Lisa has never really been motivated by money, referring to Proverbs 30, specifically verses 8 and 9, that states, “Keep falsehood and lies far from me; give me neither poverty nor riches, but give me only my daily bread. Otherwise, I may have too much and disown you and say, ‘Who is the Lord?’ Or I may become poor and steal, and so dishonor the name of my God.” Proverbs 30:8-9 (NIV)
The communities of Searcy and Central Arkansas have paved a way for Wild Sweet William’s to come into fruition. Lisa found a demand that was not apparent at the time, but as it came around more people were consuming and asking for it. Lisa believes in the four public spaces—public, social, personal, intimate. She is aware of her ability to play a vital role in the public space, which is just as important as the sought-after intimate space. She emphasizes the “everybody knows your name and is glad you came” mindset.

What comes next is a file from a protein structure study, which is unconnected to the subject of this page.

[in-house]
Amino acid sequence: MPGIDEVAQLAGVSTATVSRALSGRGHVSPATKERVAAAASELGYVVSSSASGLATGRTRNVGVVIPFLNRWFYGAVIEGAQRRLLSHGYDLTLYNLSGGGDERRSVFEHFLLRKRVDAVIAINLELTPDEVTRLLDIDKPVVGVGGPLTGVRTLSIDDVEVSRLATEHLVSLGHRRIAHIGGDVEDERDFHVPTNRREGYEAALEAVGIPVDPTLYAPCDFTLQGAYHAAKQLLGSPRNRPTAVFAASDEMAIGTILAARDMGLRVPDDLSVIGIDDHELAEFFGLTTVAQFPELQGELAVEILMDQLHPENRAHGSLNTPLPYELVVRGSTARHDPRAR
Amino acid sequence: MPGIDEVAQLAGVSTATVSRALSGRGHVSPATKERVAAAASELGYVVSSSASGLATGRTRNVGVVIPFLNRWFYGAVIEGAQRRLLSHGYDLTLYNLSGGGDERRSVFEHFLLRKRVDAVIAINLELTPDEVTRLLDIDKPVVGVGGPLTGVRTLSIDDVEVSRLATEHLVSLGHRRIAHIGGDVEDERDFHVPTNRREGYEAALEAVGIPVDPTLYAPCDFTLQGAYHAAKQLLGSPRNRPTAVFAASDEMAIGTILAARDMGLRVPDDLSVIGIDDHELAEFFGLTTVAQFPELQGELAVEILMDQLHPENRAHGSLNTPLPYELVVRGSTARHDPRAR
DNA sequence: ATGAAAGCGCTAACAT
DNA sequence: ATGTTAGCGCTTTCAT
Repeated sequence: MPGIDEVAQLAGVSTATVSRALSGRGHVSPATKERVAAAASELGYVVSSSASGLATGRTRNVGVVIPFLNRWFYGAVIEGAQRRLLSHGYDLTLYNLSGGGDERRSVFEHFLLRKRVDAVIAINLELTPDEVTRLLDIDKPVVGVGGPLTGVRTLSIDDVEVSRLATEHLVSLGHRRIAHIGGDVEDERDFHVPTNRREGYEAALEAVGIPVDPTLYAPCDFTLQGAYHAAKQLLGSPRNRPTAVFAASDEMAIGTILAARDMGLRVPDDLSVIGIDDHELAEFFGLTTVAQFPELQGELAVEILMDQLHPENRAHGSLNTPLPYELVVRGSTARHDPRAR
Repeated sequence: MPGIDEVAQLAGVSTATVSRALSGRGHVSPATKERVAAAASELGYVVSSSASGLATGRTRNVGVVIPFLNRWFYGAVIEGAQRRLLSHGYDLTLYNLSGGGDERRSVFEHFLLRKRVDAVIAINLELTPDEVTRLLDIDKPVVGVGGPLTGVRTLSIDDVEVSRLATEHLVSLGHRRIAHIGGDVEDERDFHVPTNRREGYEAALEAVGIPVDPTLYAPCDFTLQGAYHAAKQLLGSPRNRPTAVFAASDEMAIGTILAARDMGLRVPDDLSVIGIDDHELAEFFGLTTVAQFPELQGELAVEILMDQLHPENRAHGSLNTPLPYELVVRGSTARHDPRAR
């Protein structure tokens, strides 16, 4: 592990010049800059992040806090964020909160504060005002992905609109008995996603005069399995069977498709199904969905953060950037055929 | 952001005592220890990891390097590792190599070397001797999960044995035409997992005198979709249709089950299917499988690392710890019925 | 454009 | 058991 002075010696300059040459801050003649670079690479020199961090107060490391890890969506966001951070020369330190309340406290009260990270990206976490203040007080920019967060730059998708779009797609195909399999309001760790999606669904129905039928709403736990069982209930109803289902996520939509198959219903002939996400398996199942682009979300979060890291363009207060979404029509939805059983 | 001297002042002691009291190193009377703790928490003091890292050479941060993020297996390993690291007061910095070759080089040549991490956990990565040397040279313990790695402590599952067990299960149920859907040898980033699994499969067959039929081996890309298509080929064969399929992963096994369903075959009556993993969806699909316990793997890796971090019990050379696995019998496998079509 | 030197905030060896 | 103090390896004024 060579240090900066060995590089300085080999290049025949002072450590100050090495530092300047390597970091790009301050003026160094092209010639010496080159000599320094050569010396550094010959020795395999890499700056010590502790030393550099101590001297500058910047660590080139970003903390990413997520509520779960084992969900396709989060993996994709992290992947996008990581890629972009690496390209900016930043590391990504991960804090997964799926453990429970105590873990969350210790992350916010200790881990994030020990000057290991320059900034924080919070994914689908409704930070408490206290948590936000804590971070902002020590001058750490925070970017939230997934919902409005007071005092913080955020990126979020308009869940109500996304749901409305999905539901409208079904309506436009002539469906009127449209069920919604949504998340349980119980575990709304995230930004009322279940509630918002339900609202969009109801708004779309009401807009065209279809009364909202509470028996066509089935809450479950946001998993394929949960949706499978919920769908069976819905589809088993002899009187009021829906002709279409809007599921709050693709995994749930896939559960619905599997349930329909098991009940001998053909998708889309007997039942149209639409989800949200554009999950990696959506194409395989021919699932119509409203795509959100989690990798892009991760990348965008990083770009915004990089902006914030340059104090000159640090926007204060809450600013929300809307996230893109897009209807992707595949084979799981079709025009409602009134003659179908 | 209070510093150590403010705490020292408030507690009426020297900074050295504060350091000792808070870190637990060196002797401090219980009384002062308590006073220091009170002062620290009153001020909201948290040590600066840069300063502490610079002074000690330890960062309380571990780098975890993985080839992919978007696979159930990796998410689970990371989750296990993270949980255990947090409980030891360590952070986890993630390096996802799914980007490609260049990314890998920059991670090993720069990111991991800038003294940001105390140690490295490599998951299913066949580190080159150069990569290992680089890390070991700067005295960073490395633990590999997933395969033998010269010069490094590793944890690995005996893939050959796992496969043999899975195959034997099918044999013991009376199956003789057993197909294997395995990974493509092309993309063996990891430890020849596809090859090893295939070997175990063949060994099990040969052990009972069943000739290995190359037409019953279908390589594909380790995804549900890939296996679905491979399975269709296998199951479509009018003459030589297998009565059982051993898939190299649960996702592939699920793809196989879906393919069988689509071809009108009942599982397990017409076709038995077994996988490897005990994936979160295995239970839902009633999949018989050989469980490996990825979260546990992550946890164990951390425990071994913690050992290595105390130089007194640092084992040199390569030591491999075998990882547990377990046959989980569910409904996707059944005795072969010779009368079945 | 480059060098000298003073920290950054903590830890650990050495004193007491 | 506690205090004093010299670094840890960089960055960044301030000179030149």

“That’s what’s in my heart,” Lisa said. “Providing a space for people to come and not just get a pastry but to come in and realize that they are a valuable part of this community.”
Lisa executes her business by making sure she is in her best state physically, emotionally, mentally and spiritually. Without those four states, there would be no space that would feel welcoming or personal.
She displays this feeling through her hours. She does not believe in the idea of being open 9 a.m. to 5 p.m., five days a week, because she does not believe that it will provide the service that she strives for. Though she pushes herself, she is well aware of her limitations, so she doesn’t stretch herself too thin and let the product suffer.
Another aspect that elevates her success and ability to run her business is taking things step-by-step and having a community and support system behind her.
Her ability to take things in stride, and not make herself available all of the time has given her the balance that makes this “experience” work. Her balance of peace, family and her joy for what she does is her model.